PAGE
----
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Next: Numerical Solutions of the Up: Theory of the Depletion Previous: Method

Perturbation Treatment

By expanding the exponent in Eq.(14) and keeping only terms up to third order in concentration tex2html_wrap_inline700 (or tex2html_wrap_inline714 ), we can retrieve the perturbation treatment outlined in Ref.[7]:

  equation148

Now we can write the profile tex2html_wrap_inline856 in a density expansion

equation155

where the superscript (1)-(3) denote the order in bulk density tex2html_wrap_inline700 or tex2html_wrap_inline714 . From the very low density consideration, we know that the lowest first order solution must be:

equation160

which, used in the evaluation of tex2html_wrap_inline886 , gives:

equation164

since any tex2html_wrap_inline922 adjustment to this will be an tex2html_wrap_inline924 correction to the right hand side of Eq.(16). Therefore, Eq.(16) will give the function tex2html_wrap_inline884 correct to the second order in tex2html_wrap_inline700 :

equation172

Similarly, we could now plough this function back to obtain the tex2html_wrap_inline922 correction to the function tex2html_wrap_inline932 :

equation178

which allows the evaluation of third order term tex2html_wrap_inline934 :

equation185

Thus we could, in theory, extend this perturbation treatment to any order in concentration tex2html_wrap_inline700 . In practice, this becomes impractical at high orders as it will become faster to solve the Eq.(14) directly as we do in the next section. Therefore, we shall limit our discussion to these first three orders.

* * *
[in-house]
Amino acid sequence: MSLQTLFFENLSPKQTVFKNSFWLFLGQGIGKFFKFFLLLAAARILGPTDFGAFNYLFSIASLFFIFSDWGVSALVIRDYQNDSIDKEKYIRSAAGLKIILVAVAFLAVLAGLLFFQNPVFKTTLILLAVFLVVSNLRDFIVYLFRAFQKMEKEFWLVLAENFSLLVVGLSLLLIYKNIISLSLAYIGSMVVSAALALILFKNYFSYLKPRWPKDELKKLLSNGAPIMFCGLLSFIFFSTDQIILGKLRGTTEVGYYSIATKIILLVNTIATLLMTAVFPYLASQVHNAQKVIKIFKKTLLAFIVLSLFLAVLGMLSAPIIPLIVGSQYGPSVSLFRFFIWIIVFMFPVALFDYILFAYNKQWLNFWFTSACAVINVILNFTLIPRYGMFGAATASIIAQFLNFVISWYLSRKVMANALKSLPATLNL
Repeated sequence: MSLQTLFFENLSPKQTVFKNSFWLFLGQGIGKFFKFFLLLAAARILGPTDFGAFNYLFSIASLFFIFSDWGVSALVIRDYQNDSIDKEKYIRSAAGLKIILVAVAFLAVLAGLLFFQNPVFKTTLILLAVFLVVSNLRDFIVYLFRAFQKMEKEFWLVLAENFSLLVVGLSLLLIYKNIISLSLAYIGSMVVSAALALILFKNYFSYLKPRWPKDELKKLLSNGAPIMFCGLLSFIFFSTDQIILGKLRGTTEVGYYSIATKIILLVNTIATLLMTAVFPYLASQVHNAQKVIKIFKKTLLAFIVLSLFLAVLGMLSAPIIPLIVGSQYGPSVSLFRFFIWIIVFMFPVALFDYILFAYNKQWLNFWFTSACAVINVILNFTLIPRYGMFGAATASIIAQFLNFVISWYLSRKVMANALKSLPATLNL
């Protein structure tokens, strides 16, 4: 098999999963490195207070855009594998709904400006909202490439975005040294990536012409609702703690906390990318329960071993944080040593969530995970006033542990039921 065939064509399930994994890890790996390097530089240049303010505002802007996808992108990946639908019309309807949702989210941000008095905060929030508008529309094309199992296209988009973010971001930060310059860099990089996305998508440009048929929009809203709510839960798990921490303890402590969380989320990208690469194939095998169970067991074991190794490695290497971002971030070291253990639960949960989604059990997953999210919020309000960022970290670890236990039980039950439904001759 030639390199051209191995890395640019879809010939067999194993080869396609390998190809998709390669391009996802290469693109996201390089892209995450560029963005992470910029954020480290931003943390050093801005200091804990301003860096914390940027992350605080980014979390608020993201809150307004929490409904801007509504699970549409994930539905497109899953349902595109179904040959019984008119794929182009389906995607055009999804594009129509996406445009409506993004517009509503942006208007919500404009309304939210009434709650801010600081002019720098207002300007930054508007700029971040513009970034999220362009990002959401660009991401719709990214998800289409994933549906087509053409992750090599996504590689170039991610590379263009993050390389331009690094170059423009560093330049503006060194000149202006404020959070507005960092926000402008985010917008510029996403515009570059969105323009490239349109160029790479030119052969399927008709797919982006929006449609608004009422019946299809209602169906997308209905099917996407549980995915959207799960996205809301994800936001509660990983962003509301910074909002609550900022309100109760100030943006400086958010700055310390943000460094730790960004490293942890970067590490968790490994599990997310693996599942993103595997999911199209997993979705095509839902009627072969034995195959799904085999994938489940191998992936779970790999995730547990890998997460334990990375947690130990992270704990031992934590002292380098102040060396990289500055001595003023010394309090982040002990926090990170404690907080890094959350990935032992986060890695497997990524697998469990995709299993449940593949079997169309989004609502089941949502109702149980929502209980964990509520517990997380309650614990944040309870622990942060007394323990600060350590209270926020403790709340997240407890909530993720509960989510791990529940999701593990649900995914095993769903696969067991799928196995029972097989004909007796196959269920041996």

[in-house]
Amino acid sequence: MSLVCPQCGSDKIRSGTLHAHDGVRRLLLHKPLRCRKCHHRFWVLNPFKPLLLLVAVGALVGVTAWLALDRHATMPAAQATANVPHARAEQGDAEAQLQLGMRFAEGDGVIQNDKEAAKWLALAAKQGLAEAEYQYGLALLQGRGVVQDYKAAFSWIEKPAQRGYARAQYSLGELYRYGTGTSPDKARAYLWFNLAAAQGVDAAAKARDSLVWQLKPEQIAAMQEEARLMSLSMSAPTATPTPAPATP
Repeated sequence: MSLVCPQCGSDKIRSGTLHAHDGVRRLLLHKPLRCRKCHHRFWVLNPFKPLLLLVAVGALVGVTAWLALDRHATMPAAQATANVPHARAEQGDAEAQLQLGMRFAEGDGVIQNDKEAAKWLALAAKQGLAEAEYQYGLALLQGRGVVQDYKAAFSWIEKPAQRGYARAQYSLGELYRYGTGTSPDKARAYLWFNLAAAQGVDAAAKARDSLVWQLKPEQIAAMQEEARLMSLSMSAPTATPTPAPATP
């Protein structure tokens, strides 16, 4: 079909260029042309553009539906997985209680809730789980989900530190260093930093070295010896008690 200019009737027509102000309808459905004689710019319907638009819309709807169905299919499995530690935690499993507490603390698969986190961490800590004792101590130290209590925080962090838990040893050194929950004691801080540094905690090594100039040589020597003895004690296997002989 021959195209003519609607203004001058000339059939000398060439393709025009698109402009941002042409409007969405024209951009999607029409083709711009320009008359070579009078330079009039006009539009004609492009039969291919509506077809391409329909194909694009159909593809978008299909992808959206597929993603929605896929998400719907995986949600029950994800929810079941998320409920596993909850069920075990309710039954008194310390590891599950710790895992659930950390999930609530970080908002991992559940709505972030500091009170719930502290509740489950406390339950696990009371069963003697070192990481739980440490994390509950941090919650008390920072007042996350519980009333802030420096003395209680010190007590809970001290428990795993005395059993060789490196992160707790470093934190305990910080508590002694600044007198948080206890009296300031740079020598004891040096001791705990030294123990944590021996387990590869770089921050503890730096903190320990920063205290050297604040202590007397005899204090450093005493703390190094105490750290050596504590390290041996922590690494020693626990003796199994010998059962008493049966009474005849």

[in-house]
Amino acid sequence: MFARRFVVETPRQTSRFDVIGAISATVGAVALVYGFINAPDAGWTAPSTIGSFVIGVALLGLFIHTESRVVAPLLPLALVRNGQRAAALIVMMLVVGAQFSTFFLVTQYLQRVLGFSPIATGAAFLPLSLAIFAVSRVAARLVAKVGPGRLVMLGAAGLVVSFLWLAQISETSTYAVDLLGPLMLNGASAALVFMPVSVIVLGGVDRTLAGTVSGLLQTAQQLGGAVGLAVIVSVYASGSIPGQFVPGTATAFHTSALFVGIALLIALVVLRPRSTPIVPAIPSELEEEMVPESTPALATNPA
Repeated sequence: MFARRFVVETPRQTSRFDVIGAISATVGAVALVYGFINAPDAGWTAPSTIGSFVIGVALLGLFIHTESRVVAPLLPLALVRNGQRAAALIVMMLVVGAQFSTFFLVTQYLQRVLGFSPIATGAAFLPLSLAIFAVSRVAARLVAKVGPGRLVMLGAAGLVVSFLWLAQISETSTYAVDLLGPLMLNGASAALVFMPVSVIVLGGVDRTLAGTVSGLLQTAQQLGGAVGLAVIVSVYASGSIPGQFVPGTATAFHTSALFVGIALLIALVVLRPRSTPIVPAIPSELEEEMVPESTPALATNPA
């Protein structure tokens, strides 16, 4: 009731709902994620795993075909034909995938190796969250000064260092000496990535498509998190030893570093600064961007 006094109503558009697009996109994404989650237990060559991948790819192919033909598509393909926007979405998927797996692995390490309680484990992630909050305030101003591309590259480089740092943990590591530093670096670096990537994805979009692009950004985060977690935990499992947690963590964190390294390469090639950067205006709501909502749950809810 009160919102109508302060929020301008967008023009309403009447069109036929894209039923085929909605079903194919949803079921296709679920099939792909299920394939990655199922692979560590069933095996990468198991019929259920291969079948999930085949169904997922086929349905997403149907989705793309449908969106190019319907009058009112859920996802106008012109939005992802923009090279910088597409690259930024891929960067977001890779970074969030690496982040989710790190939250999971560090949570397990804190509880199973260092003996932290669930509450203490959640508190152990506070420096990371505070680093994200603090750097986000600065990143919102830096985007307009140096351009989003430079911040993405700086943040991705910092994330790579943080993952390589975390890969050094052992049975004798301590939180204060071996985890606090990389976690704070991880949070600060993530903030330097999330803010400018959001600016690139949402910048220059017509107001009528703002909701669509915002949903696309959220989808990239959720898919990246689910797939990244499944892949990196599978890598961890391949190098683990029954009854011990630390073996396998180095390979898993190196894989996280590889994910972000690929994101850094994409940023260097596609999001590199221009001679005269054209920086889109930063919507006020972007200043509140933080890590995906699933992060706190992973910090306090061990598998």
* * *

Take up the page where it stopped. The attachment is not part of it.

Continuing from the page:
Setting tex2html_wrap_inline902 in Eq.(16), integrating out the variable tex2html_wrap_inline790 , we obtain:

  equation195

where the functions tex2html_wrap_inline942 are:

equation205

equation208

equation212

with tex2html_wrap_inline944 three dimensionless geometric functions, defined as [7]:

equation217

equation221

eqnarray229

equation239

with tex2html_wrap_inline946 . Here we have taken the function tex2html_wrap_inline948 to only depend on tex2html_wrap_inline950 but not tex2html_wrap_inline952 , due to the uniaxial symmetry imparted by the parallel plate geometry. (We shall assume this symmetry is unbroken, as discussed further below.) For the special case tex2html_wrap_inline954 clearly tex2html_wrap_inline956 , and tex2html_wrap_inline958 are numerically found to be tex2html_wrap_inline960 and 0 respectively with very high precision. This leads to:

equation256

and the resulting pressure tex2html_wrap_inline964 is indeed identical to the second virial result of Onsager [18, 21].

The depletion force for general separation h is now given by equations (3, 23) as:

  equation262

The force between spheres of radius R follows by the Derjaguin approximation, Eq.(1); the interaction energy between two such spheres is then given by a further integration:

  equation268

where tex2html_wrap_inline970 , and where tex2html_wrap_inline972 can be found by two numerical integrations (with respect to h) of the functions tex2html_wrap_inline976 defined previously (and themselves evaluated numerically). Fig.2 shows the three (dimensionless) functions of separation tex2html_wrap_inline978 . Together these allow the third order depletion potential curve to be constructed for any parameters desired, Eq.(32). Depletion potential and force curves for some typical parameters are presented in Figs.3,4.


next up previous
Next: Numerical Solutions of the Up: Theory of the Depletion Previous: Method

Yong Mao
Tue Sep 17 16:40:38 BST 1996